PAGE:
Last week 20 economists wrote to the Financial Times urging the government to scrap the 50% marginal tax rate on incomes over £150,000. Alan Manning argues that while it is important for academics to influence debate on public policy, such ‘group’ letters are more about who is signing them than the content that they contain.
On 7 September 2011, a letter from 20 eminent economists was published by the Financial Times urging the government to scrap the 50% marginal tax rate on annual incomes over £150,000 per year introduced in April 2010. The days that followed saw a flurry of letters both agreeing and disagreeing with this view. I myself contributed to it by having a letter published in the FT the following day.
I should probably write about the 50p tax rate itself. But I am going to resist doing that until the end of this article. I am going to write about the value of conducting debates about economic policy through the letters pages of newspapers.
I do believe it is important for social scientists to come out of their ivory towers and seek to influence debate about important issues of public policy. And because the press is one place where these debates are played out, and the letters pages the most readily available way to get one’s ideas some publicity, it is perhaps natural to find economists writing letters to the newspapers. But at the same time I have a lot of reservations about whether debates conducted through letter pages are really productive. That might seem odd coming from someone who has twice in recent years written letters to the papers but, rather like my children, I am inclined to say ‘they started it’, that my letters were responses to others, and that it is consistent to think it right to pen a letter in response to others and to think we might all have been better off not writing them at all.
Let me explain the problem. There is an incentive to write ‘group’ letters to the newspapers as they get attention. The letter to the FT was reported in most other UK newspapers, the subsequent letters expressing disagreement were not. If you want to influence policy in some way, then there is an incentive for making a pre-emptive strike. And you don’t have to worry too much about the content of the letter – the authority of these letters is not really in their content but the signatories to them. This is probably just as well as the list of signatories is often much longer than the body of the letter.
Although it always helps to have someone high-profile on board (DeAnne Julius played that role in the 50p letter) most of the signatories are probably unknown even to the highly educated readership of the FT (sorry to disappoint those of my colleagues who think being a famous economist is the same as being famous). The most famous example of a group letter was the group of 365 economists who wrote to The Times expressing their opposition to the policies of the Thatcher government – as if having one economist opposed for every day of a (non-leap) year made the content of the letter more compelling.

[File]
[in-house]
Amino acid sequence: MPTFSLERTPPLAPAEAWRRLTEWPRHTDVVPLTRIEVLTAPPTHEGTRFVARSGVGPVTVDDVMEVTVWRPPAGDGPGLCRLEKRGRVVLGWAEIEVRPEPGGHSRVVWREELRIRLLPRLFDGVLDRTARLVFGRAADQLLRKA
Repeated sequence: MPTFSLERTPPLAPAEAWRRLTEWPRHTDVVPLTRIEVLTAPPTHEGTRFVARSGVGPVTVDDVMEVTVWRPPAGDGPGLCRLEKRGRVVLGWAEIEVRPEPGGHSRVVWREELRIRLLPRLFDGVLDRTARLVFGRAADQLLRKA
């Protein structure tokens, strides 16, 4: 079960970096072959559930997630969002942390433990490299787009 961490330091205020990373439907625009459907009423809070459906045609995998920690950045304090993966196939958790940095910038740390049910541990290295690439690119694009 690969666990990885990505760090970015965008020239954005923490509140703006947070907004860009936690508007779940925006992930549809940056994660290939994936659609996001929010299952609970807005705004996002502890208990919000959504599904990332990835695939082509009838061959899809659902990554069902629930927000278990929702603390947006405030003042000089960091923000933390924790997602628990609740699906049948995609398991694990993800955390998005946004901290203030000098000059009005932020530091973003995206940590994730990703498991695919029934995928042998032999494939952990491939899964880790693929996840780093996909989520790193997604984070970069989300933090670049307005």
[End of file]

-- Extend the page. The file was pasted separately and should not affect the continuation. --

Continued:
Given that the debate conducted on the letters pages often seems to come down to ‘my list is longer than your list’, it is not surprising that the general public end up with a rather low opinion of economists. In the case of the 50p letter it was less than a week before the FT published a letter asking, “can any economist demonstrate their benefit… without another disputing it?” What starts off as a pre-emptive strike by one side of a policy debate ends up in mutually assured destruction for economists on all sides of the policy debate.
Some of this reaction is a bit silly. Almost all contentious policy issues are complex with arguments for and against, rarely with all evidence pointing in one direction. The maximum length of a letter to the FT is not conducive to a nuanced discussion of the issues. But the way economists proceed also asks for such a reaction. Newspapers will continue to want to publish such letters so the only way to improve matters is for some degree of professional self-regulation. I would like public debate to be based on the issues, not appeals to authority – so let’s see an end to group letters. Reducing the number of signatories would also free up column inches for the content of the letters. And let’s make sure that we provide the workings behind our reasoning – not just our conclusions but why we have arrived at those conclusions.
My main issue with the initial letter on the 50p tax rate was that it simply consisted of an assertion, and it made no attempt to provide any serious evidence for its claims. It set a bad example for how serious economists go about their business.
What about the substance of the issue – should the UK retain or abolish the 50p tax rate on the top 1% of income earners. Here, I am not going to answer that question because it is appropriate for a professional economist to wait until we have some evidence on its impact and that will be a while yet. I think it is fairly clear what the main issues to look at will be – does the 50p tax rate act as a sizeable disincentive to work, does it encourage high earners to live elsewhere, does it mean that high-earners find ways to evade or avoid paying higher taxes? We do have existing, though sometimes conflicting, evidence on related issues in other countries and other times. But, we are going to have some evidence on the impact of the 50p tax rate and we should not pass judgment until that is in. It may well be ambiguous but that is the best evidence we will have.
Do I expect economists to adopt my self-denying ordinance with regard to group letters? I doubt it – self-regulation rarely works. So I fear I will find myself continuing to scan the letters pages of the FT ready to turn to my laptop to tap out another nail in the coffin that contains the reputation of economists.
This article has been posted simultaneously on the British Politics and Policy at LSE blog.